Passive activity loss rules, AFRs and more

 James W. Rahmlow, The Daily Record Newswire

The Tax Court recently agreed with the IRS in connection with the disallowance of a rental real estate loss due to the passive activity rules. For married taxpayers filing separately, the conclusion was that each taxpayer filing separately must separately satisfy the requirements of Code Sec. 469 (c )(7)(B).

The taxpayer relied on spousal attribution rules in taking the position that there was material participation, but the Tax Court concluded that spousal attribution cannot be used for meeting the other requirements of the above mentioned code section.

In general, to not have the passive activity loss rules apply, the taxpayer must prove that there was material participation in the activity. Among other requirements to achieve material participation, the taxpayer must perform more than 750 hours of services during the tax year in real property trades or businesses in which the taxpayer materially participates. With married filing separate returns, each taxpayer must satisfy these requirements if they want to be considered to materially participate.

Applicable federal rates for April 2014

In Rev. Rul. 2014-12, the IRS issued its Applicable Federal Rates and its Adjusted AFRs for April 2014. Below is a summary of those monthly rates.

Short Mid Long

Term Term Term

Applicable 

Federal 

Rate 0.28% 1.79% 3.27%

Adjusted 

AFR 0.26% 1.35% 3.27%

Even for professional gamblers, losses deductible only to the extent of winnings

A nonprofessional gambler must report all of his gambling winnings as income and can deduct gambling losses as an itemized deduction on Schedule A on his individual tax return. Professional gamblers are allowed to report their winnings as income on a Schedule C and can write off their gambling losses directly against the winnings.

In a recent examination, the IRS held that the losses are limited to the amount of winnings even if the individual is a professional gambler. The taxpayer went to Tax Court where the position was affirmed, clearly indicating as it has in the past that the deduction of losses is limited to winnings under Code Sec. 165(d).

Over- and underpayment interest rates

In a quarter where individuals are paying attention, the IRS announced in Rev. Rul. 2014-11 that interest rates on over- and underpayments will remain the same for the quarter starting April 1, unchanged from the previous quarter.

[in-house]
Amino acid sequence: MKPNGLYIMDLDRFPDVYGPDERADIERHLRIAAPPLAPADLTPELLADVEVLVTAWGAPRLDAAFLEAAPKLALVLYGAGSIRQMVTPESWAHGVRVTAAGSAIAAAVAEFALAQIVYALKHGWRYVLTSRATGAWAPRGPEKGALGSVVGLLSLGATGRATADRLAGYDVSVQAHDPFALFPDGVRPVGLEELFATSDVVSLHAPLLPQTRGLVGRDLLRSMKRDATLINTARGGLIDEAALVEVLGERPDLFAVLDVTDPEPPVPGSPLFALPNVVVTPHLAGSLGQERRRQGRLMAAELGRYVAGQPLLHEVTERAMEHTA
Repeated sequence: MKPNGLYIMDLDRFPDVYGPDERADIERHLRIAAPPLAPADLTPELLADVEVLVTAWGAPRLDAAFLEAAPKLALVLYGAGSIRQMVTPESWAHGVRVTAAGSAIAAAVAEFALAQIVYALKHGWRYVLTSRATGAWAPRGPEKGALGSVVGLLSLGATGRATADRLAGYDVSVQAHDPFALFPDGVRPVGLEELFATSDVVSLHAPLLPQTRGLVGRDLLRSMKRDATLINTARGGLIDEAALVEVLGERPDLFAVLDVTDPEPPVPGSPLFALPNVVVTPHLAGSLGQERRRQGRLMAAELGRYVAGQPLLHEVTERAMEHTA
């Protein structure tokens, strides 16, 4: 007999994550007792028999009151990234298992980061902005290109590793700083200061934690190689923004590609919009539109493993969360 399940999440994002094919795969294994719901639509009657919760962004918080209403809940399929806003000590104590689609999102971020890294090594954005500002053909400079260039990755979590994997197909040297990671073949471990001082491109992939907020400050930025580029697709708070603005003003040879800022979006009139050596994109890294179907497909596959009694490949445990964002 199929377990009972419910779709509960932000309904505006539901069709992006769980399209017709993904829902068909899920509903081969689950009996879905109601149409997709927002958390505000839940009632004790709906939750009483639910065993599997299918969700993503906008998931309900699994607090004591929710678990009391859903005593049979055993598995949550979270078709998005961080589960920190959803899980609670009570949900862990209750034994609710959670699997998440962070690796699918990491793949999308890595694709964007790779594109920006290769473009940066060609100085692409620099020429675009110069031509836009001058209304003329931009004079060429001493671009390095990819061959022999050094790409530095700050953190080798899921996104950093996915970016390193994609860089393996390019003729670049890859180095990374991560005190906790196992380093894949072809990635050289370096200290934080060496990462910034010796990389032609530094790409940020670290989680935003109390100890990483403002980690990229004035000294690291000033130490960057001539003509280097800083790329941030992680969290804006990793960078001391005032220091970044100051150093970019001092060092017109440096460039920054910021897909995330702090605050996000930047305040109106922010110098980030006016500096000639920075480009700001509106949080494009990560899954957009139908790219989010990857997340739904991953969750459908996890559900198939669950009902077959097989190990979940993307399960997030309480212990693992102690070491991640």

For all overpayments other than corporations the rate will be 3 percent.

For all underpayments except large corporate underpayments, the rate will be 3 percent.

For corporate overpayments, the rate will be 2 percent except that it will be 0.5 percent for the portion of corporate overpayments exceeding $10,000.

For large corporate underpayments, the rate will be 5 percent.

Two additional FATCA agreements signed

Continuing the globalization process, the United States has signed a Model 2 intergovernmental agreement (IFA) with Chile and a bilateral IGA Model 1 IGA with Finland. The purpose of the agreements is to make international transactions more transparent. The United States will now be able to obtain and exchange information with respect to reportable accounts in Chile and Finland under the Foreign Account Tax Compliance Act. The Finnish agreement requires the United States to provide reciprocal information to Finland.

IRS issues 2014 luxury auto limits

In Rev. Proc. 2014-21, the IRS released the limitations (adjusted for inflation) on depreciation for business-use passenger automobiles, light trucks and vans placed in service during calendar year 2014. For qualifying vehicles, which is most autos, light trucks and vans, Code Sec. 280 (F) limits the amount of annual depreciation that can be taken on a vehicle regardless of whether its cost exceeds the luxury cost limits. Below is a summary of those values.

Please keep in mind that these values assume 100 percent business use and need to be adjusted if business use percentage decreases.

Passenger Trucks 

Automobiles and Vans

First tax year:

$3,160 $3,460

Second tax year

$5,100 $5,500

Third tax year:

$3,050 $3,350

Each succeeding year:

$1,875 $1,975

Number of alleged misconduct by practitioners increased in 2013

As reported by the IRS Office of Professional Responsibility, the number of cases received by OPR for potential misconduct by tax practitioners increased from 516 cases in 2012 to 784 cases in 2013, which represented an over 50 percent increase. While the actual number of disbarments was minimal (11 in 2013 and 2 in 2012), the reporting indicated a much-increased monitoring of practitioners than in the past. Once a matter has been referred, the choices by OPR range through reprimand, suspend and ultimately disbarred. There also are other sanctions.

IRS releases “Dirty Dozen” tax scams

As it has done recently each year, the IRS has released its “Dirty Dozen” list of tax scams ranging from telephone scams to hiding offshore income. Presented in the order that they were by the IRS in IR-2014-16, the tax scams are: Identity theft, pervasive telephone scams, phishing, false promises of “free money” from inflated refunds, return preparer fraud, hiding income offshore, impersonation of charitable organizations, false income, expenses or exemptions, frivolous arguments, falsely claiming zero wages or using false form 1099, abusive tax structures and misuse of trusts. Detailed analysis of each of the scams can be found at http://1.usa.gov/1bM97gW.

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James W. Rahmlow, CPA, is a partner with Mengel, Metzger, Barr & Co. He can be contacted at jrahmlow@mmb-co.com.

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